Endomorphs have a larger bone structure with higher amounts of total body mass and fat mass. They typically have a round or pear-shaped body and a slower metabolism. This profile leads to a greater propensity for energy storage, including both lean mass and fat mass. This can also mean a lower carbohydrate tolerance.

Diet Recommendations:  More fat and protein, less carbohydrate. Endomorphs typically do best on a higher fat and protein intake with carbohydrate intake being controlled and properly timed (e.g., after exercise). A nutrient distribution for this body type might be around 25% carbs, 35% protein, and 40% fat.


Gender, although a less pronounced factor than goals or overall body type, it is still important to consider when calculating your macros.

In general, women are more efficient at burning fat and less efficient at burning the glycogen stored in muscle. As such, they may be able to operate on lower carbohydrate intake than men.

This, however, doesn’t necessarily mean that women should always have a lower carb intake. An ectomorphic woman, for example, training at high intensity would need more carbohydrates than an endomorphic man who is sedentary. On the other hand, a mesomorphic male who is trying to maintain weight is likely to require a higher percentage of carbohydrate, perhaps in the range of 40 percent, while a woman of the same body type with the same goal may wish to start at around 30 percent.


As mentioned in the beginning, one crucial factor to consider is the total calories you take in. No macro mix can save you if you eat way too many calories or way too few!

Now that you calculated your BMR and know your macronutrient ratios, you can break down your macros so you know how many calories you should spend on each macronutrient.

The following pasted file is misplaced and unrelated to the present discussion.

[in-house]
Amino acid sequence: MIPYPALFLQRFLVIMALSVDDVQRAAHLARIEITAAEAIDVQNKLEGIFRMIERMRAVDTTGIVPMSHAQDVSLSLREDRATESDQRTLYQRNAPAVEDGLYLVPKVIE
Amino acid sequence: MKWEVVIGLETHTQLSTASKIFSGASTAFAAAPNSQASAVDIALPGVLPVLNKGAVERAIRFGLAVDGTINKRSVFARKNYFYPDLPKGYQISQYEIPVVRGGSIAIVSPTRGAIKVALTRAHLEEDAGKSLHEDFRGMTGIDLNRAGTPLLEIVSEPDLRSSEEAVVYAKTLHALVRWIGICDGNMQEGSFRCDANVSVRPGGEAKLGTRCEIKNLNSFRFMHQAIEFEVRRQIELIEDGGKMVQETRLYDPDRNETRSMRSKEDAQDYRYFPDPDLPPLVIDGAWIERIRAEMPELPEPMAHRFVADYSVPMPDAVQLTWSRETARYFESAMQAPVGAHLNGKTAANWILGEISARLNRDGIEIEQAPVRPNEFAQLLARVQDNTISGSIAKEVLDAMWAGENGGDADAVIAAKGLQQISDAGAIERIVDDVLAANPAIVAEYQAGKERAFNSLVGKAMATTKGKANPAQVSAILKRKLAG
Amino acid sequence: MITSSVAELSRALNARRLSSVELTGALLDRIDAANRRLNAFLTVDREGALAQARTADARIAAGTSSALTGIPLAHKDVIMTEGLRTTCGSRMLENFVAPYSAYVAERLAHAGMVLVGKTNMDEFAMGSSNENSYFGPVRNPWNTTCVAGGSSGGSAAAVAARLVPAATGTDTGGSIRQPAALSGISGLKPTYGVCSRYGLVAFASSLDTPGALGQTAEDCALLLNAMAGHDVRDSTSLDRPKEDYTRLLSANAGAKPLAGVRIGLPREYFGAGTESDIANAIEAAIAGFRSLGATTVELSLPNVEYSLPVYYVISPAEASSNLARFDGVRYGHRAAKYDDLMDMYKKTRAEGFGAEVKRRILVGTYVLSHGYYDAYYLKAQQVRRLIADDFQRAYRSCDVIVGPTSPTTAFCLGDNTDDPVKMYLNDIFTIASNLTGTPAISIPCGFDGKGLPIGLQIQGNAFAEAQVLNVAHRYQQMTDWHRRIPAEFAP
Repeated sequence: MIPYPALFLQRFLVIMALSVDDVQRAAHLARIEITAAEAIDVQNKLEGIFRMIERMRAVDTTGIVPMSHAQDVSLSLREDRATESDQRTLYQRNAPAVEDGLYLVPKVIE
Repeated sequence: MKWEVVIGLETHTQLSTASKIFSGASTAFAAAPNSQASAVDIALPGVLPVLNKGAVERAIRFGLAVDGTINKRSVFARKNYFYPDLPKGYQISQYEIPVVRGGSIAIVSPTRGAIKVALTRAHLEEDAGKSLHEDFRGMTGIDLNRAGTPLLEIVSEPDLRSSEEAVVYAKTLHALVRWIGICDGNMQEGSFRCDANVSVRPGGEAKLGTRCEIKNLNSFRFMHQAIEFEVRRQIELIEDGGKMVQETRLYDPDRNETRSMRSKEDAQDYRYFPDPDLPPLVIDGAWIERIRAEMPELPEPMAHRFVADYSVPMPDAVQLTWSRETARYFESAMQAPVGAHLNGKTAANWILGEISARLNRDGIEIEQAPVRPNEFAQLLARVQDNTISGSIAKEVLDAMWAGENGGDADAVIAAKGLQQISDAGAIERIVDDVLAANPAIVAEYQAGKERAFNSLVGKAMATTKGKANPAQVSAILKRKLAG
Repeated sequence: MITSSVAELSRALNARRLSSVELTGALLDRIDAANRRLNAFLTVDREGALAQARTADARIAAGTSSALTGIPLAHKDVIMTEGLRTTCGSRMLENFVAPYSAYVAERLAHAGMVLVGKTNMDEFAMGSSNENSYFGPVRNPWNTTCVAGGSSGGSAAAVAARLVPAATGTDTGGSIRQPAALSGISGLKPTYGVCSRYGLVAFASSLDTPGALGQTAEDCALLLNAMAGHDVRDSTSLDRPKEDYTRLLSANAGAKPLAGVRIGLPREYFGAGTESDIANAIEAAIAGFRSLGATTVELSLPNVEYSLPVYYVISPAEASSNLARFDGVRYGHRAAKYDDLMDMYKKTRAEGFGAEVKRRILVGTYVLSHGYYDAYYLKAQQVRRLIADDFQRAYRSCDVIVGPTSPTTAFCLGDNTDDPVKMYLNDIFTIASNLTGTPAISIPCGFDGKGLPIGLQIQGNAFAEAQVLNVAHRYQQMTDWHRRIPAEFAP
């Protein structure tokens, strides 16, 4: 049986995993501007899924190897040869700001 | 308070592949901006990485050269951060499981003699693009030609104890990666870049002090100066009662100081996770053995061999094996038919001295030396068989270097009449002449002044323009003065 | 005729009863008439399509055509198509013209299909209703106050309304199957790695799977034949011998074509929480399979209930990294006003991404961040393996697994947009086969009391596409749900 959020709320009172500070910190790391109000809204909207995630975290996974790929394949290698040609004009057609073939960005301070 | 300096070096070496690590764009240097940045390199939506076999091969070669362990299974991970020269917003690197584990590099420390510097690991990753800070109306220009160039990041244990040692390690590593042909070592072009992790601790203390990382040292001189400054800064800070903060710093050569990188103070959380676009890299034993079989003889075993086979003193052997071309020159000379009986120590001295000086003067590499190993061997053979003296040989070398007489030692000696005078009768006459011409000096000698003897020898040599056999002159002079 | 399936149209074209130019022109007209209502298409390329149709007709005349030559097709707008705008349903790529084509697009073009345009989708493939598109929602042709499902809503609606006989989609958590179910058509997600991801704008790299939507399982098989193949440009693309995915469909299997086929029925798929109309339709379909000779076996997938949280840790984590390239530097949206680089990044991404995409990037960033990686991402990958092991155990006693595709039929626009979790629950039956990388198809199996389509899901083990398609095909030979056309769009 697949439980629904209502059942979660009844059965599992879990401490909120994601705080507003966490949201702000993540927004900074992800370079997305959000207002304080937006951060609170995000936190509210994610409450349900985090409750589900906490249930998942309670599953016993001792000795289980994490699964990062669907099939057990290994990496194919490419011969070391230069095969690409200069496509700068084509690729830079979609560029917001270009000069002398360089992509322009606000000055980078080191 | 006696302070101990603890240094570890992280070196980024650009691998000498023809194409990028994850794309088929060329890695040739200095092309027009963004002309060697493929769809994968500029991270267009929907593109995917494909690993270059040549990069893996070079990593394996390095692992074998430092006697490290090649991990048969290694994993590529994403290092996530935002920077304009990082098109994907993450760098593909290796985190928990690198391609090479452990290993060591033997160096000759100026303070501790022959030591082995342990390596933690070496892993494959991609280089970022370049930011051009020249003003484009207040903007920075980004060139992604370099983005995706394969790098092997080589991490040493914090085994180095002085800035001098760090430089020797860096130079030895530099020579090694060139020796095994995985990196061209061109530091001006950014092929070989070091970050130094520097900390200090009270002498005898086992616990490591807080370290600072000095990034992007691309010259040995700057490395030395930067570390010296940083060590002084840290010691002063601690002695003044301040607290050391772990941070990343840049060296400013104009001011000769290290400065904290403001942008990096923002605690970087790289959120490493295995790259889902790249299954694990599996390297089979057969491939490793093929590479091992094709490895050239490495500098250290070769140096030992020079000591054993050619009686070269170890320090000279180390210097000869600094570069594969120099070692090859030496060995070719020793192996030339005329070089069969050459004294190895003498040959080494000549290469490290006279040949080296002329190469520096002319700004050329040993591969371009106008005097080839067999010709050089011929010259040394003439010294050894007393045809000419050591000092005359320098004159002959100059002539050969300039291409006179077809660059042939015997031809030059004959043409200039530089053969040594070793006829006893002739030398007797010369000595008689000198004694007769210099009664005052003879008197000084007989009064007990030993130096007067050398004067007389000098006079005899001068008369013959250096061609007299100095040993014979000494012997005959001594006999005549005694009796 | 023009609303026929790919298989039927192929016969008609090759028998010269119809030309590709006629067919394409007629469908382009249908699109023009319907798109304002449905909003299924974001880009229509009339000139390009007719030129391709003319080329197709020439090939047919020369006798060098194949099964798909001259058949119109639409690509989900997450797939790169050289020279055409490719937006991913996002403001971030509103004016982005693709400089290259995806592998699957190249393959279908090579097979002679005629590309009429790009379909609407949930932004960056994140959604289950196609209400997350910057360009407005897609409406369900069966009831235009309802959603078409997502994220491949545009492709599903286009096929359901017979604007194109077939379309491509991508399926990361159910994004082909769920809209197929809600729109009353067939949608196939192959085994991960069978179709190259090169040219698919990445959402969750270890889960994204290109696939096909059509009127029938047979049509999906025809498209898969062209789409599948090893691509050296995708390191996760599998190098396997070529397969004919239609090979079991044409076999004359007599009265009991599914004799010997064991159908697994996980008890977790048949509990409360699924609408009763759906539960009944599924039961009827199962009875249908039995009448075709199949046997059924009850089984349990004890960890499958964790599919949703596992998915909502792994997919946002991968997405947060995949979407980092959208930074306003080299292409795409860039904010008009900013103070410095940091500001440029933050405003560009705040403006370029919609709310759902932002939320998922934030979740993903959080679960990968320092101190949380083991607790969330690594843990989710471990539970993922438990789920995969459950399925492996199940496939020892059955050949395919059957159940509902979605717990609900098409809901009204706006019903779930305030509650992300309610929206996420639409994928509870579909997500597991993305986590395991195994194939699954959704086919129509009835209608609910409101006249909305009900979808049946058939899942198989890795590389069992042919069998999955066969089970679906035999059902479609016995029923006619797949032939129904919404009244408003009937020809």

To give you an example, on a 2,000 calorie diet to gain the most muscle with the least amount of fat, I choose my calorie breakdown of 40% carbs, 30% protein and 30% fat.

  • 800 calories / 4 calories per gram = 200g of carbs
  • 600 calories / 4 calories per gram = 150g of protein
  • 600 calories / 9 calories per gram of fat = 70g of fat (rounded up)


The easiest way to track your daily intake is with an app. My Fitness Pal has an extensive list of foods, with macronutrient ratings, while Fitocracy Macros is simple – both are free. 

Do not forget to track your snacks! It is normal to give into cravings, however, many people decide not to track their snacks as they feel the calorific intake was not high enough to justify this. Calories from small snacks can easily add up, make sure you track them. Learn to understand your cravings and how to prevent them to keep yourself on track.

For another resource check out this article:

Download The Best Health & Fitness Apps of 2017


Figuring out your macros can be a pain, especially if you’re just starting to learn about nutrition. Not everyone has a food scale, and nobody wants to look up every meal ingredient for the rest of their lives. So we created a visual guide using various common sources so that you can easily measure your macro needs. 


Make sure you monitor your daily macronutrients to ensure you are eating a balanced diet. Find out how by visiting our Ultimate Tracking Guide.


Metabolism is adaptive. Calorie needs increase over time when bulking, and decrease over time when cutting.

For example, you followed a weight loss diet and got thinner. As you get lighter, you require less energy and your base metabolic rate (BMR) drops. You’re eating less food, so the calories required to consume that food (TEF) are fewer. And because you are lighter your exercise program (TEE) burns fewer calories. Because of these changes a single calculation made initially will not continue to work in the vast majority of cases.

Don’t be afraid to experiment for better results! If you’re hungry all the time, increase your protein. If you find your energy lagging, you may want to increase your fats. Get to know your body!


Determining your ideal nutritional strategy will take time. Along the way, don’t go crazy about the calculations. Obsessing over “perfect” numbers will just kill your motivation for eating well. Instead try to get as close as you can to your macros but don’t freak out if your protein is a little too low one day or your carbs are a little too high. Eating closely to your macro goals is better than not knowing at all what you’re eating.

You have now learned exactly how to calculate your individual needs for total daily calories, protein, fat and carbohydrates. Implement these dietary strategies into your plan and you’ll be well on your way to the strong, healthy body you’re after!

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Wiktoria Banda

Wiktoria is a content writer and illustrator at Shape.